Originally published by ZeroHedge
The Senate Judiciary Committee hearing Tuesday morning will focus on Twitter’s former security chief turned whistleblower Peiter “Mudge” Zatko. He has accused the social media company of “egregious” security deficiencies.
Lawmakers are expected to question Zatko’s claims that Twitter failed to disclose security and privacy vulnerabilities that could threaten users and investors.
What the former Twitter security head says at the hearings slated for 1000 ET could determine the next steps Congress, federal regulators, and law enforcement officials take against the social media platform. It could warrant a deeper probe into Twitter’s potential undisclosed security and privacy vulnerabilities.
Zatko’s allegations were filed to the Department of Justice, Federal Trade Commission, and Securities and Exchange Commission in August, paving the way for today’s hearing.
“Mr. Zatko’s allegations of widespread security failures and foreign state actor interference at Twitter raise serious concerns,” said senators Dick Durbin of Illinois and Chuck Grassley of Iowa in a statement. “If these claims are accurate, they may show dangerous data privacy and security risks for Twitter users around the world.”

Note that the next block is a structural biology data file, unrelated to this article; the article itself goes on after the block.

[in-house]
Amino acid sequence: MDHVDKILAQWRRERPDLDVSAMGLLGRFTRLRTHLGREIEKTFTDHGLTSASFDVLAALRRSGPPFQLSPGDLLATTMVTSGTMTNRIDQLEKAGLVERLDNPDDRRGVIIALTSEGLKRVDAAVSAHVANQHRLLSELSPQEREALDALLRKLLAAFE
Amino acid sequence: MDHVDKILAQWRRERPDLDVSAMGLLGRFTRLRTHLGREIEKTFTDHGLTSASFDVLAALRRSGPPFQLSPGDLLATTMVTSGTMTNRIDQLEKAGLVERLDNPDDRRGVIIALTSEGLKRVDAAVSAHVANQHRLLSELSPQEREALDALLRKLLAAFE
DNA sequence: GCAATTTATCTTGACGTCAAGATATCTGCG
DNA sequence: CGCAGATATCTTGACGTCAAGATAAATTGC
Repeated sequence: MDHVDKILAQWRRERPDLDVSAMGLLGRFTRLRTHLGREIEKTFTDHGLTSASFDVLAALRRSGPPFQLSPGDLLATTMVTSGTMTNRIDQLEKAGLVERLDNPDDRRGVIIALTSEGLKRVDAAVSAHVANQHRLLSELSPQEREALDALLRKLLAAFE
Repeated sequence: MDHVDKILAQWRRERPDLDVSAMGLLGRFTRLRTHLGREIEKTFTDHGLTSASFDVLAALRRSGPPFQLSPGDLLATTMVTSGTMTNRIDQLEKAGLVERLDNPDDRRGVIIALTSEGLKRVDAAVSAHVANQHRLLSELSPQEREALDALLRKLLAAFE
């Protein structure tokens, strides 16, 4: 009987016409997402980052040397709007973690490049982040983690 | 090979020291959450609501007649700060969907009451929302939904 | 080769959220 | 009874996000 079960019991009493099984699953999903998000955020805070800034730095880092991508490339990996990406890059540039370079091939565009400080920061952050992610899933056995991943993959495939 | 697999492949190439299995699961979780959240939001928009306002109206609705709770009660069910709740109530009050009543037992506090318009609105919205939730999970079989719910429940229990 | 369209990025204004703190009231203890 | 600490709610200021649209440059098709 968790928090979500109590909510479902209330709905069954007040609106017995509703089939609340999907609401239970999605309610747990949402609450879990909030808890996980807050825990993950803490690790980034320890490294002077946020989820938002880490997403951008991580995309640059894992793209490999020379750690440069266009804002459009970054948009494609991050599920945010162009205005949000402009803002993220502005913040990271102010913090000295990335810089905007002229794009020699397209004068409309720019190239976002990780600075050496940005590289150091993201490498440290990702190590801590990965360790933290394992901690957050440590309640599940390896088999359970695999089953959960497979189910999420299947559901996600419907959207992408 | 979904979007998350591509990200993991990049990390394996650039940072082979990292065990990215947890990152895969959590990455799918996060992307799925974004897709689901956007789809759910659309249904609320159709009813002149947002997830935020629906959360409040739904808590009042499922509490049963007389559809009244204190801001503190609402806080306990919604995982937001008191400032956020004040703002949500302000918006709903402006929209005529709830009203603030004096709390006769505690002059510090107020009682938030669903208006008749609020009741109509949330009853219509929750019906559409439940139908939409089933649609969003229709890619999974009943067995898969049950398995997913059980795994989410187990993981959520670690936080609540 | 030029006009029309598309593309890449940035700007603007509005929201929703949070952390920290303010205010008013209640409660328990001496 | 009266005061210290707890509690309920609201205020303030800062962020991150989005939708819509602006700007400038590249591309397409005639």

Twitter has hit back at the claims, explaining Zatko was fired over poor work performance and is “opportunistically seeking to inflict harm.”
His testimony could also be pivotal for billionaire Elon Musk who has agreed to acquire Twitter but has tried to exit the deal based on bots and now the whistleblower claims. This comes on the same day Twitter shareholders are scheduled to vote on the deal.
Musk, who is currently fighting Twitter in court to get out of a $44 billion acquisition deal, is also likely to be closely watching Zatko’s testimony. Musk’s legal team on Friday sent a third letter to Twitter seeking to terminate the deal, claiming that a purported $7.75 million payment made to Zatko in June, prior to his whistleblower disclosure, violated the company’s obligations in the acquisition contract. The letter claimed that the payment was revealed in a court filing by Twitter earlier this month. Twitter hit back Monday calling Musk’s letter “invalid and wrongful” and saying that it has not violated the deal. -CNN
Watch the hearing here — scheduled for 1000 ET.
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